Garland Road above Celista at 6:30 pm August 18th – photo by Kaytlyn MacDonald

A common saying is that the true test of character is to be able to admit when a mistake is made and issue an apology. The chance that the Columbia Shuswap Regional District will ever do this is remote, given that many of the directors and staff likely still believe that they did nothing wrong during last year’s wildfire disaster.

One might think that after North Shuswap residents almost perished in the firestorm that the regional district would want to examine why the evacuation order came so late and was so poorly executed, yet instead they chose to hire consultants to find out what the community had to say about the disaster. The result is a report filled with errors that glosses over the problems and may sit on a shelf until the next emergency is mismanaged.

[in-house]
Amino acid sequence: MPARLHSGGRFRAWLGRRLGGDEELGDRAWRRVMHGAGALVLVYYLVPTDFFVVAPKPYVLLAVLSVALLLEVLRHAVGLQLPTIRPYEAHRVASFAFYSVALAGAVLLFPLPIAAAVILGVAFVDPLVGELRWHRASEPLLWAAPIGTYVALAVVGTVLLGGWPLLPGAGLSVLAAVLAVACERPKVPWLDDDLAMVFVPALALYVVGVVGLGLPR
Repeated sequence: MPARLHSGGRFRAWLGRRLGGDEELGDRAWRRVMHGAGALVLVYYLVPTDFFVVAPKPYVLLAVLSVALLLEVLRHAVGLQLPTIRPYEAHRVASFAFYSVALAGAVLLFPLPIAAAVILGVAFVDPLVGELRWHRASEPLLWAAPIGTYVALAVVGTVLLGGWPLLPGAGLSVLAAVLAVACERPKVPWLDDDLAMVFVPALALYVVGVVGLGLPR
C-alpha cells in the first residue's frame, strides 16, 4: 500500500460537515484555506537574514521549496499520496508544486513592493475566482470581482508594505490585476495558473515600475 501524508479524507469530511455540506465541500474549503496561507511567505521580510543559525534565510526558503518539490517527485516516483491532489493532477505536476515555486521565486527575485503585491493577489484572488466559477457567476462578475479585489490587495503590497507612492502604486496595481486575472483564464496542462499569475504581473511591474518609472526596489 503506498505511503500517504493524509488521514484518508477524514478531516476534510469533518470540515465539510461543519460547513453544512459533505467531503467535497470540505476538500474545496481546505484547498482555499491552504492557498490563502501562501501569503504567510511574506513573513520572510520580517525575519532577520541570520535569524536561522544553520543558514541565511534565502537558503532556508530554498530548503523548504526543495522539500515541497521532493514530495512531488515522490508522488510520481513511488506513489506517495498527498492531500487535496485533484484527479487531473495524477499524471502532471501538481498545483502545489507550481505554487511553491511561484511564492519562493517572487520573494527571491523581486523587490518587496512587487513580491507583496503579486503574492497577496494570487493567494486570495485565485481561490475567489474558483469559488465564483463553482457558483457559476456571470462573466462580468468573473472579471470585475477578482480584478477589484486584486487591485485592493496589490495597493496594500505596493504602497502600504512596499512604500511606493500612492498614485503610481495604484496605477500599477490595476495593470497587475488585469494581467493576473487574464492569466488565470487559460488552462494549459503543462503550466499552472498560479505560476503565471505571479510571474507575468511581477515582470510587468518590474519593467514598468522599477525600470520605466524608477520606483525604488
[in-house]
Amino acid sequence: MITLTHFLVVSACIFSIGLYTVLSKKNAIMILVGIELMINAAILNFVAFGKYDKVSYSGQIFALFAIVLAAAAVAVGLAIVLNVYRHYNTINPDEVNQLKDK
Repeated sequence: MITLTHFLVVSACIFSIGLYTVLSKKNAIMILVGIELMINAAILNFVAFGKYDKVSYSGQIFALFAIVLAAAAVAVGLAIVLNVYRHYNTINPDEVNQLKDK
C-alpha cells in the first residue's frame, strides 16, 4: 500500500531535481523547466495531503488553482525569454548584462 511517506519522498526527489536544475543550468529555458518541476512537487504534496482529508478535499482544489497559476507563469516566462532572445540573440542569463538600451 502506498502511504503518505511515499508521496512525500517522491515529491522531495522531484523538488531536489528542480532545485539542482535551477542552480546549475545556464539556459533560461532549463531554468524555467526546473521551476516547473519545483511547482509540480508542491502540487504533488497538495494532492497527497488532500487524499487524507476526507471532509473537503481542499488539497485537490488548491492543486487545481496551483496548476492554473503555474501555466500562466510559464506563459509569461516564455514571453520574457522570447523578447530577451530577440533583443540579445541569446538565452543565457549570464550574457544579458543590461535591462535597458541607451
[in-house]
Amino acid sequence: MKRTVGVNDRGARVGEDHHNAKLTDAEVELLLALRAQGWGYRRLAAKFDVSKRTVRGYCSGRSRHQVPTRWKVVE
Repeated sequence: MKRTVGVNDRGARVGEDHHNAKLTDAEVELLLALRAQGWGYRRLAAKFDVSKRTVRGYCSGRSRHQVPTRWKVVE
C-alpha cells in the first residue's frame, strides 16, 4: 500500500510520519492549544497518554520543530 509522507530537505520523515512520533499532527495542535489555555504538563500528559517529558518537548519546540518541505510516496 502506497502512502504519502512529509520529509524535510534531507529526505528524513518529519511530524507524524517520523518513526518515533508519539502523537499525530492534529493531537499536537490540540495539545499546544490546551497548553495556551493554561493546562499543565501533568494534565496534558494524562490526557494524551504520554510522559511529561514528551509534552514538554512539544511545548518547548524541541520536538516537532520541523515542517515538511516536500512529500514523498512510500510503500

Wildfire in Celista, 6 pm August 18

The report listed the local communities but neglected to include Lee Creek, just below where the massive aerial ignition was lit just prior to a windstorm and where ten homes burned. In the summary of themes, the report listed a key concern was the timing of the evacuation alert, rather than correctly identifying the timing of the order as the main issue. It also explained how there was no evacuation order in Sorrento, when indeed there was one.  

Much of the report consists of computer-generated transcripts complete with spelling mistakes (e.g. shoe swap and Metal Creek). Many of the transcripts were of CSRD staff members speaking and yet these speakers were not identified. There was no estimate of the number of residents impacted by the fire, no timelines, and no examination of the important role that first responders performed in saving lives.